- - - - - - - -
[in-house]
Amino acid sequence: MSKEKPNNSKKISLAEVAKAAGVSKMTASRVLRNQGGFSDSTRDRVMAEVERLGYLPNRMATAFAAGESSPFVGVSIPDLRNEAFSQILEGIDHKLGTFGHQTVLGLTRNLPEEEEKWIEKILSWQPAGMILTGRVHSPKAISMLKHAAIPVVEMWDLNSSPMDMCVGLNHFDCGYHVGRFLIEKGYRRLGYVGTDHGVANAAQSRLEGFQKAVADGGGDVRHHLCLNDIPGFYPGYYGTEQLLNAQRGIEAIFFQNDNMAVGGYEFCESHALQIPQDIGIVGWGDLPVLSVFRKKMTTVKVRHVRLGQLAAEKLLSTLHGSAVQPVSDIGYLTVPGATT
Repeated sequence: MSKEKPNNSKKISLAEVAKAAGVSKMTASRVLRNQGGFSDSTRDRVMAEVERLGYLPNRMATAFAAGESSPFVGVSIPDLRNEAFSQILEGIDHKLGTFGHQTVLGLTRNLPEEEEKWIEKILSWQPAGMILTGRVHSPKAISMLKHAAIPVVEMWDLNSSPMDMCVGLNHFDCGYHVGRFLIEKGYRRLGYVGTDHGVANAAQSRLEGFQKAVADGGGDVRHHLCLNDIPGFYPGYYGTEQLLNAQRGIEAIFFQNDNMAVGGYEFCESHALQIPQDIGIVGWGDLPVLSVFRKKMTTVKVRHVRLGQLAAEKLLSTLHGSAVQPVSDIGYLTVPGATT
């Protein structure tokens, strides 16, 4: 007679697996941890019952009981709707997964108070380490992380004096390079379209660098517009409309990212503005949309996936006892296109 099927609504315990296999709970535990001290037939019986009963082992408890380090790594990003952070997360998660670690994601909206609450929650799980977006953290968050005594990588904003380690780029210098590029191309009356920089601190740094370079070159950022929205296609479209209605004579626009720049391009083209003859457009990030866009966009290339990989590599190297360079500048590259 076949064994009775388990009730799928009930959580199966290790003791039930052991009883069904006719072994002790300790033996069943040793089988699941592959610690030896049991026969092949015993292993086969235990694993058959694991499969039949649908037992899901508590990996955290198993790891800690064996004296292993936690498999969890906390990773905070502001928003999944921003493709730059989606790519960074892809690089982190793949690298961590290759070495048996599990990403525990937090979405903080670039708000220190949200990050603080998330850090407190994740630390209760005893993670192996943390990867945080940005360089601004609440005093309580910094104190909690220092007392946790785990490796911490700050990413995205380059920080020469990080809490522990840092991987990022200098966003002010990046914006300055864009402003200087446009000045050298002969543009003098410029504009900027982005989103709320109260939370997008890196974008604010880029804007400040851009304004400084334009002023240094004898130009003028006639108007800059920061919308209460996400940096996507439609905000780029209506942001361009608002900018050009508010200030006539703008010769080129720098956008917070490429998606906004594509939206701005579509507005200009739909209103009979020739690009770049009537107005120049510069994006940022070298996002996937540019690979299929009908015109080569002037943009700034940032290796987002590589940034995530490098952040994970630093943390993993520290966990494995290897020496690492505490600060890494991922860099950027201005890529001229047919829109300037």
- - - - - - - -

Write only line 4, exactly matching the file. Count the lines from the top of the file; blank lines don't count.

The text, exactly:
């Protein structure tokens, strides 16, 4: 007679697996941890019952009981709707997964108070380490992380004096390079379209660098517009409309990212503005949309996936006892296109 099927609504315990296999709970535990001290037939019986009963082992408890380090790594990003952070997360998660670690994601909206609450929650799980977006953290968050005594990588904003380690780029210098590029191309009356920089601190740094370079070159950022929205296609479209209605004579626009720049391009083209003859457009990030866009966009290339990989590599190297360079500048590259 076949064994009775388990009730799928009930959580199966290790003791039930052991009883069904006719072994002790300790033996069943040793089988699941592959610690030896049991026969092949015993292993086969235990694993058959694991499969039949649908037992899901508590990996955290198993790891800690064996004296292993936690498999969890906390990773905070502001928003999944921003493709730059989606790519960074892809690089982190793949690298961590290759070495048996599990990403525990937090979405903080670039708000220190949200990050603080998330850090407190994740630390209760005893993670192996943390990867945080940005360089601004609440005093309580910094104190909690220092007392946790785990490796911490700050990413995205380059920080020469990080809490522990840092991987990022200098966003002010990046914006300055864009402003200087446009000045050298002969543009003098410029504009900027982005989103709320109260939370997008890196974008604010880029804007400040851009304004400084334009002023240094004898130009003028006639108007800059920061919308209460996400940096996507439609905000780029209506942001361009608002900018050009508010200030006539703008010769080129720098956008917070490429998606906004594509939206701005579509507005200009739909209103009979020739690009770049009537107005120049510069994006940022070298996002996937540019690979299929009908015109080569002037943009700034940032290796987002590589940034995530490098952040994970630093943390993993520290966990494995290897020496690492505490600060890494991922860099950027201005890529001229047919829109300037």